Ireland launched its first e-scooter trial on Tuesday across the five campuses of Dublin City University, with it set to run until next year.
The research pilot will involve the collaboration of leading shared e-scooter operator TIER, Irish micromobility tech platform Luna, the Insight SFI Research Centre For Data Analytics, and Smart DCU.
The trial comes in parallel with moves to make e-scooters street-legal across Ireland.
As part of the project, TIER and Luna are equipping a fleet of 30 scooters with advanced computer vision technology, with DCU-based researchers provided access to the data generated.
In addition to being a world first academic-industry research project focused on computer vision in e-scooters, the pilot is also Ireland’s first major structured e-scooter trial.
The purpose of the research project is to both improve e-scooter safety and to explore the Smart City possibilities associated with computer vision equipped micromobility vehicles and the valuable data they can generate on behalf of all stakeholders.
The pilot project will also explore user behaviours and attitudes, which can feed into any commercial shared e-scooter schemes that may be launched in Dublin and elsewhere across Ireland in the future.
The UK is currently running a shared e-scooter trial across the country to determine the feasibility of the mode of transport, while private and shared e-scooters are legal across much of Europe.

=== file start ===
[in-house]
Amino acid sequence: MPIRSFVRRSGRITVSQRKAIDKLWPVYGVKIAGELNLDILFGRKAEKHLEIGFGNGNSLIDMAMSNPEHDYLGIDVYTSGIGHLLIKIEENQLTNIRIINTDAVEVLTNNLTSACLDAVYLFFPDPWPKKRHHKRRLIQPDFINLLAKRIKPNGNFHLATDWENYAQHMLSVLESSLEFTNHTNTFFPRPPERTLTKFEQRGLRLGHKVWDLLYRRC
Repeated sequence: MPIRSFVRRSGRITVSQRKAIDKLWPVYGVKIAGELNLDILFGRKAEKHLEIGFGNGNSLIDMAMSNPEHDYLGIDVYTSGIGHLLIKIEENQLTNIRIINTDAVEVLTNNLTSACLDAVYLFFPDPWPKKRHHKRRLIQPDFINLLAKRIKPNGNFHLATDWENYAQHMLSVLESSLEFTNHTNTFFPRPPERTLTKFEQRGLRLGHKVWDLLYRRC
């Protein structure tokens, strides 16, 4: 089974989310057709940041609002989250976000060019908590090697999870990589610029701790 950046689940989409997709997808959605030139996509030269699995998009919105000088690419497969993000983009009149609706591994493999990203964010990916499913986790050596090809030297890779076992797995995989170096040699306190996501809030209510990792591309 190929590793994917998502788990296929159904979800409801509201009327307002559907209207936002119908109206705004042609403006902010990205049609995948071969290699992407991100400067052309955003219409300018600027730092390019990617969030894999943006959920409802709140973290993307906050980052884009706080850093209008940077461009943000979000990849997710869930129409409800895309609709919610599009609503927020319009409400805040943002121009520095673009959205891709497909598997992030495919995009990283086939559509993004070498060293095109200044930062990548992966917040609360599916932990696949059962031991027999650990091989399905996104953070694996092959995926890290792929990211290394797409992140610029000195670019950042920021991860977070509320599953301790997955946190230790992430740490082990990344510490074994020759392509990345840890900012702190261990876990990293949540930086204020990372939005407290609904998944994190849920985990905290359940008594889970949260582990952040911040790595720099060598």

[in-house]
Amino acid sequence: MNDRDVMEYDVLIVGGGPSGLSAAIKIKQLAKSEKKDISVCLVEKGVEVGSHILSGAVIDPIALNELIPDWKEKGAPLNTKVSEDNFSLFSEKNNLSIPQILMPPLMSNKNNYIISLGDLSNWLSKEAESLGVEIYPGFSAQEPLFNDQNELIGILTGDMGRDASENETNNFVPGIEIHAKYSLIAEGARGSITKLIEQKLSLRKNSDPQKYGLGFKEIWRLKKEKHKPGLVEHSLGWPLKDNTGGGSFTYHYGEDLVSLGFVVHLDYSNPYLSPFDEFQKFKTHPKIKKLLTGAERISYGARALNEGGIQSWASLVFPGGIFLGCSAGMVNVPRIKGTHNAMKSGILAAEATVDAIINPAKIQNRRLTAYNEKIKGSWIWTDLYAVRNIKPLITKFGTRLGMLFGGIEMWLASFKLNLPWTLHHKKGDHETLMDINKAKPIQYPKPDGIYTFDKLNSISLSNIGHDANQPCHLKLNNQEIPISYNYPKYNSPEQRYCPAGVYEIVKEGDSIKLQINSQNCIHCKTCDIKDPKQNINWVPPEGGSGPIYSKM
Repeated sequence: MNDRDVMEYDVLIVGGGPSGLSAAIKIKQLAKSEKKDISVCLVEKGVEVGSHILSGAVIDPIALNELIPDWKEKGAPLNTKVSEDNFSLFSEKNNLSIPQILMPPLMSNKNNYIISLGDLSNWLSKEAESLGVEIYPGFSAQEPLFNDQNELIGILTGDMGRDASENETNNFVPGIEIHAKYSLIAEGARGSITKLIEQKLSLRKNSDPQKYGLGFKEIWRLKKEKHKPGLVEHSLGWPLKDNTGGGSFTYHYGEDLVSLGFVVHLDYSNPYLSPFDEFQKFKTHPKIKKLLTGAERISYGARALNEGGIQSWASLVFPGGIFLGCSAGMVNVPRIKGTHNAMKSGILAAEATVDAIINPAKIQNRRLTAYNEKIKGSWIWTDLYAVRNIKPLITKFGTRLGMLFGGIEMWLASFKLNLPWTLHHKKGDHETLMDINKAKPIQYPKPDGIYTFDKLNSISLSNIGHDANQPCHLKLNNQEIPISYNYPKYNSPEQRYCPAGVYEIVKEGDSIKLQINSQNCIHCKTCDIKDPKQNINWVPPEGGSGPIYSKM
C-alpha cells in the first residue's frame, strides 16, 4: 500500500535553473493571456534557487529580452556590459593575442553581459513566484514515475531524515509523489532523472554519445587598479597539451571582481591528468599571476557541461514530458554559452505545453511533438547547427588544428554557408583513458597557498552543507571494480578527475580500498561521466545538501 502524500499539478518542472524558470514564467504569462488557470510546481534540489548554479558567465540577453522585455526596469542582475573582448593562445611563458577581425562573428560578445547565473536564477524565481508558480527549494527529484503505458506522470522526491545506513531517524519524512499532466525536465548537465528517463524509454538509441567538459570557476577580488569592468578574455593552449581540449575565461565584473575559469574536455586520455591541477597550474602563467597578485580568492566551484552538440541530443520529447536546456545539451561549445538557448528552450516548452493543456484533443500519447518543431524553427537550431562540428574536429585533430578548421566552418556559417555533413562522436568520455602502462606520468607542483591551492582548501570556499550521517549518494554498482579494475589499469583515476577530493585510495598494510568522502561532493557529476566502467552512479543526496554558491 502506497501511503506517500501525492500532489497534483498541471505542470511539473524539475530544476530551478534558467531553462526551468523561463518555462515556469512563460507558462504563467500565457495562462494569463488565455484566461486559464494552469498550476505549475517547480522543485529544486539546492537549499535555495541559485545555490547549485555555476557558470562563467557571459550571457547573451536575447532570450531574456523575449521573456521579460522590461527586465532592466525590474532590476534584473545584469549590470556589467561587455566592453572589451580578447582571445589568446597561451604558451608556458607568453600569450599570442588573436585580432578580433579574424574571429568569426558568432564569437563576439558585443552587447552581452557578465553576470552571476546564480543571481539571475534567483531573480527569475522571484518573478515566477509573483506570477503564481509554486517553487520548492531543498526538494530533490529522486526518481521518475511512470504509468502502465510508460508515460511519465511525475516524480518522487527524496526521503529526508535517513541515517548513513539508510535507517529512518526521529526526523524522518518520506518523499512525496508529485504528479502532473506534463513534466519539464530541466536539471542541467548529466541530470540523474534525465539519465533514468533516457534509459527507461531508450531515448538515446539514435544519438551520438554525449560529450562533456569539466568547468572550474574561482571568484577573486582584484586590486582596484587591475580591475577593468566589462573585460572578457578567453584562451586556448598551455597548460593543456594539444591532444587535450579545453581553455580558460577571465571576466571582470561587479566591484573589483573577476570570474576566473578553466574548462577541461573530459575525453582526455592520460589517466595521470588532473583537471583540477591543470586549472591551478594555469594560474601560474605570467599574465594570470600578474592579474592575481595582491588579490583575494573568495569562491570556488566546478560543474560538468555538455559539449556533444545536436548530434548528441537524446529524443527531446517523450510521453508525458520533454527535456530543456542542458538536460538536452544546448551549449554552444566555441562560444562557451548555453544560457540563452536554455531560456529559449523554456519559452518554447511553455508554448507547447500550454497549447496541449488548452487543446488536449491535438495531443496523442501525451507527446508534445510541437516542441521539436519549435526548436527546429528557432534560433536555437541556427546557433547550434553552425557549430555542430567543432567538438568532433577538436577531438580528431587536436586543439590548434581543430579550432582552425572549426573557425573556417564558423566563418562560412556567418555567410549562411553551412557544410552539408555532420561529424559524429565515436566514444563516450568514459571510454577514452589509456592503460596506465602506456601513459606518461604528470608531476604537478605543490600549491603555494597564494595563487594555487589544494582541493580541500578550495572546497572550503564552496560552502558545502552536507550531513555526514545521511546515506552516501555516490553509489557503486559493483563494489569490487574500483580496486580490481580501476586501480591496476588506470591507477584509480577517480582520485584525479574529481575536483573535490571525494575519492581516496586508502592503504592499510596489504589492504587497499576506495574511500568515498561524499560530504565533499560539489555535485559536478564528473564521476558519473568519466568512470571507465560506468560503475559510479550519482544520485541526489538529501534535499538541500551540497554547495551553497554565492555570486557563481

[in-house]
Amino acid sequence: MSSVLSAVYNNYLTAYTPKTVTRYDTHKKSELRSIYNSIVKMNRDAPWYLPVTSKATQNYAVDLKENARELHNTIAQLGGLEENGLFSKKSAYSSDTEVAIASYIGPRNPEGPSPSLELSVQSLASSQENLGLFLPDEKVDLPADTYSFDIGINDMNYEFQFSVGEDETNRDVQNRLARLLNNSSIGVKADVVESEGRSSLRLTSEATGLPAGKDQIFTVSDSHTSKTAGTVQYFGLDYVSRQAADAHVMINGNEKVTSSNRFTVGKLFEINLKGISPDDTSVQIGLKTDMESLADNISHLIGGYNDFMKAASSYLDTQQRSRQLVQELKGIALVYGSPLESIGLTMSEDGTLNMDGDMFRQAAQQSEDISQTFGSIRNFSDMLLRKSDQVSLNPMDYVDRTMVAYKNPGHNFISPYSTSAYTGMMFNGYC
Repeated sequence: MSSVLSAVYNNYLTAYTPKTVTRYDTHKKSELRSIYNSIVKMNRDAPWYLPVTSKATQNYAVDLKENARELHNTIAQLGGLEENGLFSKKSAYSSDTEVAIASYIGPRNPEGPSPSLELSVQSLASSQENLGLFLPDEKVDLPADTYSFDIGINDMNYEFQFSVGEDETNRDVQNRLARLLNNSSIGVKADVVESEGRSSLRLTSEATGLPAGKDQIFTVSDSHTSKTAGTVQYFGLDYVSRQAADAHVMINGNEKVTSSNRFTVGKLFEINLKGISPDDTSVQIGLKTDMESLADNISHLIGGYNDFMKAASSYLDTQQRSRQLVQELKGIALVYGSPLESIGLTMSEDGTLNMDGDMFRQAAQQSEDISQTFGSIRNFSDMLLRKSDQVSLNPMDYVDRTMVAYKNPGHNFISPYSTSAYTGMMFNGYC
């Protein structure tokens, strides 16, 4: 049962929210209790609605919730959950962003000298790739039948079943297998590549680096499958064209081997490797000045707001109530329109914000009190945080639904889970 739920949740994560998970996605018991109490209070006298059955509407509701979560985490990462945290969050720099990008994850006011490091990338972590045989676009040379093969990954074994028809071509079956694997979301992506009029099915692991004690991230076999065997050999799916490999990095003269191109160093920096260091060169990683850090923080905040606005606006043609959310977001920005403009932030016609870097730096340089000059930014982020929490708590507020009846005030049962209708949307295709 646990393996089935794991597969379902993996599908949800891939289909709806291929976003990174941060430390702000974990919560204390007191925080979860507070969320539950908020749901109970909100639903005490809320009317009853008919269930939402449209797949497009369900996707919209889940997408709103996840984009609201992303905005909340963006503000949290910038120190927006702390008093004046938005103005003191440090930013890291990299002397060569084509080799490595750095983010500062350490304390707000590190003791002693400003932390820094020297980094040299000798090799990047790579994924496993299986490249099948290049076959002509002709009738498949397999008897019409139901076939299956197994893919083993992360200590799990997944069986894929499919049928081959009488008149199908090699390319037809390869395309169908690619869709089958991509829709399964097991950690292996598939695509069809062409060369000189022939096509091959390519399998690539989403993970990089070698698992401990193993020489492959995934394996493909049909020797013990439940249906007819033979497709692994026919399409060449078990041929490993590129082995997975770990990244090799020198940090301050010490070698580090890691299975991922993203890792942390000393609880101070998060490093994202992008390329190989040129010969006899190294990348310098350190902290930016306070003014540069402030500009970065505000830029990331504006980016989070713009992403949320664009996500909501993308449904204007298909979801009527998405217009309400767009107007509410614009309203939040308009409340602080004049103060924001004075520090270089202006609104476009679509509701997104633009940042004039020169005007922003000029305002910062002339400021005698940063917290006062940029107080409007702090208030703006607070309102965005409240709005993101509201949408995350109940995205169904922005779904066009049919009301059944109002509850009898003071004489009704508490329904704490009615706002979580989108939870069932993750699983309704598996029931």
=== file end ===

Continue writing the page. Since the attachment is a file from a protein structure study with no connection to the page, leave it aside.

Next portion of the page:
TIER is one of a number of operators involved in the UK trials, and has a presence in 120 cities across 13 countries in Europe and the Middle East.
Speaking at the launch of this world-first industry-academic collaboration, Minister Hildegarde Naughton TD, said: “Ireland is truly leading the way in the space of the use of e-scooters and I very much look forward to seeing this pilot get moving across DCU campuses.
“This is an interesting and exciting time in transport – the innovation and momentum is palpable here today. It is my job now and the job of Government to play our part and progress the necessary legislation required for the safe use of e-scooters in Ireland.”
“This is such an important research pilot project for TIER in Ireland and we are excited to have launched this trial across the five campuses of Dublin City University,” added Fred Jones, TIER’s Regional General Manager for Northern Europe.
“It is an exciting opportunity for detailed research on smart city applications of e-scooters as well as modal shift, as we partner with Luna and Insight to help the University to reduce its carbon footprint and offer a more sustainable, safer first and last mile public transport solution. We hope to apply all project learnings to future TIER operations in Ireland.”